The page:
3:00-3:20 The impact of tropical cyclones on the rainfall climatology of the North American Southwest region. Elizabeth Ritchie and Kimberly Wood, University of Arizona, and David Gutzler, University of New Mexico
3:20-3:40 Behavior and rainfall patterns associated with unusual tropical cyclones in the eastern North Pacific during 1992-2005. Kimberly Wood and Elizabeth Ritchie, University of Arizona

Day Two: Thursday, October 1, 2009
Session IV: Climate Variability and Forecasting (continued)
8:00-8:45 Invited Presentation: Jae Schemm, Climate Prediction Center, NOAA/NWS/NCEP
The North American Monsoon Forecast Forum at CPC
(With Wayne Higgins, Lindsey Long and Wei Shi)
8:45-9:05 Can Regional Climate Models Improve Summer Climate Forecasts in North America? Christopher L. Castro, Francina Dominguez, Hsin-I Chang, University of Arizona
9:05-9:25 Mechanisms Linking Easterly Waves and the North American Monsoon. Simona Olson and Yolande Serra, University of Arizona.
Break and Poster Session
9:25-10:40 Scheduled Posters:
  Relationship between a 700-mb “Dry/Wind” Index and Springtime Precipitation and Streamflow at Select Stations in New Mexico and Southern Colorado. Kerry Jones, NWS WFO ABQ and David Gutzler, University of New Mexico
  Climatology of High Wind Warning Events for Northern and Central New Mexico. Todd Shoemake, NWS WFO ABQ
  An Evaluation of the Flash Flood Predictive Index using Historical Flood Events. Amanda Abeyta, NWS WFO ABQ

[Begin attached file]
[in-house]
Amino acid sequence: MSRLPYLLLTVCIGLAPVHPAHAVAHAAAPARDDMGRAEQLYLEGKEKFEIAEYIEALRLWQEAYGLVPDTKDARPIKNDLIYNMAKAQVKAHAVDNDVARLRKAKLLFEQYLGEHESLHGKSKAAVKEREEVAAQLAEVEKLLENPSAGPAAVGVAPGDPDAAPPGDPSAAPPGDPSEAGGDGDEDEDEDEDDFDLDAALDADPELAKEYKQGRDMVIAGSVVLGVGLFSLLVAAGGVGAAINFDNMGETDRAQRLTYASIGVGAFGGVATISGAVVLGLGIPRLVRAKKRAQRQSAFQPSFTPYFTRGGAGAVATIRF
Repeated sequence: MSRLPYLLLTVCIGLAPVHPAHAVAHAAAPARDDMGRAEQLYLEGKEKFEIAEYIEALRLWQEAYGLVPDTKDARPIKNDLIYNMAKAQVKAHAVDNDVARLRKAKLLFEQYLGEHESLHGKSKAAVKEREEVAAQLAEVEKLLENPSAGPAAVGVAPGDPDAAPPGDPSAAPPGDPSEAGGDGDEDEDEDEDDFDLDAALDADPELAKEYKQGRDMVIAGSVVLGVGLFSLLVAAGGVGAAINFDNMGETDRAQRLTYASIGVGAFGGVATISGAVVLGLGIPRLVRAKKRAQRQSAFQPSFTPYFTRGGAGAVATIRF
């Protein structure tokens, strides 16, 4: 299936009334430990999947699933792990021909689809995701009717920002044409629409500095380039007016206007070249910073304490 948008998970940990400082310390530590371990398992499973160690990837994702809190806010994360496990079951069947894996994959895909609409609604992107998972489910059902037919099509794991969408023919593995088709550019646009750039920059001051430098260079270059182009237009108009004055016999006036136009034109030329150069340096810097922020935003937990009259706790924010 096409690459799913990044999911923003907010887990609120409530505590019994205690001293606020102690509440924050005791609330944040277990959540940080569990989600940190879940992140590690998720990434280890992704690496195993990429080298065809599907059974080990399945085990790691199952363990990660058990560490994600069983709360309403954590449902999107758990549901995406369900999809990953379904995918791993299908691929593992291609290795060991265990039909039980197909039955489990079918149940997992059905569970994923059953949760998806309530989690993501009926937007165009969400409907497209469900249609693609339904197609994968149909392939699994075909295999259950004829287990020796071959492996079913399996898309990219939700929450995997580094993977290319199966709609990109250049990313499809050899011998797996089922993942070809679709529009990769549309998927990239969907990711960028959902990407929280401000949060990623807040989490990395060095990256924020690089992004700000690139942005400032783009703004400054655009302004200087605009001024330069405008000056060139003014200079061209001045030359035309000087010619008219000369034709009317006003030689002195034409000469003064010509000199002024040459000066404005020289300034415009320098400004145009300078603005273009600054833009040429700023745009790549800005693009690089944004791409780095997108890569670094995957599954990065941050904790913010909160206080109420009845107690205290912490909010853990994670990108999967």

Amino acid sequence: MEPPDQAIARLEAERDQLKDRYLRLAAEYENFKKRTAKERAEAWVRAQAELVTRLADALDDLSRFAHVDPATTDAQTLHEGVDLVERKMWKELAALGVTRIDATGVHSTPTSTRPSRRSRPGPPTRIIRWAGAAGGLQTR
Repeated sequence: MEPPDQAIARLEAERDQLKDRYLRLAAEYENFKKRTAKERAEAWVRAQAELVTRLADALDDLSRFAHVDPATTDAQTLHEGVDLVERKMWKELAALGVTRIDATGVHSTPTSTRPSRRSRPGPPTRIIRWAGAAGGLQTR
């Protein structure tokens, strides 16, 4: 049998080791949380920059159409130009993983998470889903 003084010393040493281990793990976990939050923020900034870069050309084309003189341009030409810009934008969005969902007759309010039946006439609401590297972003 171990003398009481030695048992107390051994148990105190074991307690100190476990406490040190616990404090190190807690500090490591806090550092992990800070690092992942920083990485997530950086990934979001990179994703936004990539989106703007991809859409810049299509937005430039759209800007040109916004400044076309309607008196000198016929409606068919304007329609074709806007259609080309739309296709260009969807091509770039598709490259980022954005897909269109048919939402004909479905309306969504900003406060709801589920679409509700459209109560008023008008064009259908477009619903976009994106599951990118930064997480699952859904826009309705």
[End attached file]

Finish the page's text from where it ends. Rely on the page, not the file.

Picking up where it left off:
Statistics of Multi-Season Drought. David Gutzler, University of New Mexico and Deirdre Kann, NWS WFO ABQ
  Use of Tree Ring and Long-Term Precipitation Records to Characterize Warm Season Climate Variability in the Southwest U.S. Brittany Ciancarelli with Christopher L. Castro, Connie Woodhouse, Dave Meko, Ramzi Touchan, Steven W. Levitt, Daniel Griffin, University of Arizona. (jpg also available)
Session V: High Impact Weather
10:45-11:30 Invited Presentation: David Gochis, UCAR
Linking weather and climate drivers to understand extreme precipitation variations in the North American Monsoon
11:30-1:00 Lunch (on your own)
1:00-1:20 The Effects of Prior Rainfall over Northwest Chihuahua Dry Lake Beds on Spring Blowing Dust Frequency and Severity at El Paso International Airport. Mike Hardiman and David Novlan, NWS WFO EPZ and Thomas Gill, University of Texas El Paso.
1:20-1:40 Total Lightning, Radar, and Satellite Observations of two Monsoon Thunderstorm events in the Tucson Area, Summer 2007. Erik Pytlak, NWS WFO TWC and Martin Murphy, Vaisala, Inc.
1:40-2:00 Heat Waves in Phoenix: High Impact Events? Doug Green, NWS WFO PSR
2:00-2:20 withdrawn
2:20-2:50 BREAK
2:50-3:10 Synoptic Environments Associated withTornadoes in Northern Arizona. David Blanchard, NWS WFO FGZ
3:10-3:30 Tropical Cyclones and the Desert Southwest: Studying and Preparing for a Rare, High Impact Event. Erik Pytlak, NWS WFO TWC
3:30-3:50 Hurricane Dolly: An Examination and Historical Perspective on an Atlantic Basin Tropical Cyclone’s Impacts on the Paso del Norte Region. Michael Hardiman, NWS WFO EPZ
3:50-4:10 Vaisala’s New Global Lightning Dataset GLD360, Ron Holle and Nick Demetriades, Vaisala, Inc.
End of Symposium is the U.S. government's official web portal to all federal, state and local government web resources and services.